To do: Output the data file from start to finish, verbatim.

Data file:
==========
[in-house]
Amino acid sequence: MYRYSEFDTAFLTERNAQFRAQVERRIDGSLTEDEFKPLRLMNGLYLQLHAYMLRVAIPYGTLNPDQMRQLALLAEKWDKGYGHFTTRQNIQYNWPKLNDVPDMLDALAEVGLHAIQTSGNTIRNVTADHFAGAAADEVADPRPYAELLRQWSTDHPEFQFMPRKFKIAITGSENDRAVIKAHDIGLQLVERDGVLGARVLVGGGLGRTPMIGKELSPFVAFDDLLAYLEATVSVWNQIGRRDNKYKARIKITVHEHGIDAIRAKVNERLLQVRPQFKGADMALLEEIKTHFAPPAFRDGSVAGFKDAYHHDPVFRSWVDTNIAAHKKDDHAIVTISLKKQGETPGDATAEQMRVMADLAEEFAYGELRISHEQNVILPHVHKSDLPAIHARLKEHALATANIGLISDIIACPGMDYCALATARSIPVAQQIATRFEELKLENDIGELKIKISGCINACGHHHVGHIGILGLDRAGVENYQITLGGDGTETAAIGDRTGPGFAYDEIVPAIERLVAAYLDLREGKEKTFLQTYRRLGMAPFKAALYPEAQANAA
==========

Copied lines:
[in-house]
Amino acid sequence: MYRYSEFDTAFLTERNAQFRAQVERRIDGSLTEDEFKPLRLMNGLYLQLHAYMLRVAIPYGTLNPDQMRQLALLAEKWDKGYGHFTTRQNIQYNWPKLNDVPDMLDALAEVGLHAIQTSGNTIRNVTADHFAGAAADEVADPRPYAELLRQWSTDHPEFQFMPRKFKIAITGSENDRAVIKAHDIGLQLVERDGVLGARVLVGGGLGRTPMIGKELSPFVAFDDLLAYLEATVSVWNQIGRRDNKYKARIKITVHEHGIDAIRAKVNERLLQVRPQFKGADMALLEEIKTHFAPPAFRDGSVAGFKDAYHHDPVFRSWVDTNIAAHKKDDHAIVTISLKKQGETPGDATAEQMRVMADLAEEFAYGELRISHEQNVILPHVHKSDLPAIHARLKEHALATANIGLISDIIACPGMDYCALATARSIPVAQQIATRFEELKLENDIGELKIKISGCINACGHHHVGHIGILGLDRAGVENYQITLGGDGTETAAIGDRTGPGFAYDEIVPAIERLVAAYLDLREGKEKTFLQTYRRLGMAPFKAALYPEAQANAA